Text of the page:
An assessment of the effect of lockdowns in eleven European countries (France, Italy, Spain, the United Kingdom, Belgium, Germany, Sweden, Switzerland, Austria, Denmark, and Norway) was also published in the journal Nature (Flaxman et al., 2020). Based on the researchers’ assessment, the restrictive interventions have led to a reduction in the reproduction number (an estimate of how many people a sick individual infects) to below one and allowed for control of the current outbreak. The initial reproduction number averaged between the countries before social distancing restrictions was estimated to be 3.8, and at the time of the study, the reproduction number was estimated to be 0.66 for the eleven countries in the study. The calculations suggest that as of May 4, between 12 and 15 million people in in the eleven European countries have been infected, which is between 3.2% and 4.0% of the population. The researchers were also able to estimate the number of deaths that were avoided due to the implementation of social distancing. Based on their calculations beginning at the start of the epidemic, 3,100,000 deaths have been averted due to interventions across the eleven countries.
Outcomes of COVID-19 Cases in California and Washington State
Kaiser Permanente is an integrated healthcare delivery system used in a similar way to traditional health insurance, but because of the way it is organized, the company has access to patient medical records in a manner that is similar to that of national health programs in England and Sweden. Researchers can more easily use this group to investigate health trends because the full medical records, with identifying information removed, are available. Using the Kaiser Permanente group, researchers at the University of California, Berkeley have been able to determine the incidence, clinical outcomes, and transmission dynamics of severe COVID-19 in California and Washington state. Based on the available data, 1840 people were admitted to the hospital with COVID-19 by April 22 out of a total of 9,596,321 people enrolled in the program (Lewnard et al., 2020). The peak of hospital admission rates was on March 23 in northern California, April 1 in southern California, and April 4 in Washington. As seen in other studies, the incidence of hospital admission increased with increasing age. The median duration of the stay in the hospital for survivors was 9.3 days with a range between 0.8 and 32.9 days while the median duration of the hospital stay for non-survivors was 12.7 days with a range between 1.6 and 37.7 days. The probability of being admitted to the intensive care unit was 48.5% for men and 32.0% for women. The median duration of the stay in the intensive care unit was 10.6 days with a range from 1.3 to 30.8 days. The case fatality ratio was 23.5% for men and 14.9% for women, and 18.4% of the total group had died as of April 22. Based on this information, people who were admitted to hospital with COVID-19 had a high probability of being admitted to the intensive care unit, of a long hospital stay, and of death from COVID-19.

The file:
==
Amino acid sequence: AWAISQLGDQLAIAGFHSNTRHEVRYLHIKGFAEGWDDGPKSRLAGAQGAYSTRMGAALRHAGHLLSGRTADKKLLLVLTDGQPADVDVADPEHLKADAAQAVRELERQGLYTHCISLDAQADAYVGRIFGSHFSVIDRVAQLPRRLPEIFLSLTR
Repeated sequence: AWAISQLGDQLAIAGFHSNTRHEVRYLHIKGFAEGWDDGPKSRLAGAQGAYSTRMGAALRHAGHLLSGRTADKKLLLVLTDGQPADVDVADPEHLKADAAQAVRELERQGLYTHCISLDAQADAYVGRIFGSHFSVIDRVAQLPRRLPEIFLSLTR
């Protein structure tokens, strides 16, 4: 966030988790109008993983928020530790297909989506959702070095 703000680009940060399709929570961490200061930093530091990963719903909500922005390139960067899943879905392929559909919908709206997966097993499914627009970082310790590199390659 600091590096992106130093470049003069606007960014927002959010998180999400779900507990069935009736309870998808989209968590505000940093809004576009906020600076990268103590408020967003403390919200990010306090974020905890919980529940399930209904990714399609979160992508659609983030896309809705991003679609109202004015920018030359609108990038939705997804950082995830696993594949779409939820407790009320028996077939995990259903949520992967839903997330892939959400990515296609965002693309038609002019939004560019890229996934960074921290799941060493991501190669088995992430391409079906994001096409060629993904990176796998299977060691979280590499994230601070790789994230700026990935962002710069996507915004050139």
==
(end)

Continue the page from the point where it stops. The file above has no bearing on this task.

As of March 1, it was calculated that infected individuals were responsible for 2.06 secondary infections in the northern California region, 2.49 secondary infections in the southern California region, and between 1.31 and 1.53 in the Washington region. Importantly, the transmission declined in response to social distancing interventions and was reported to be between 0.81 and 0.90 in the northern California region, between 0.78 and 0.87 in the southern California region, and between 0.78 and 0.86 in the Washington region as of April 1. The estimated number of secondary infections cannot be directly applied to the general public as the population included in the study are of a high enough socioeconomic status to qualify for healthcare. Individuals without access to healthcare might be expected to have a higher rate of transmission due to the increased employment in so-called essential jobs. The authors emphasize the extended length of stay in the hospital and in the intensive care unit and the potential contribution to hospital capacity if high numbers of people become ill.
Coronavirus Response in Sweden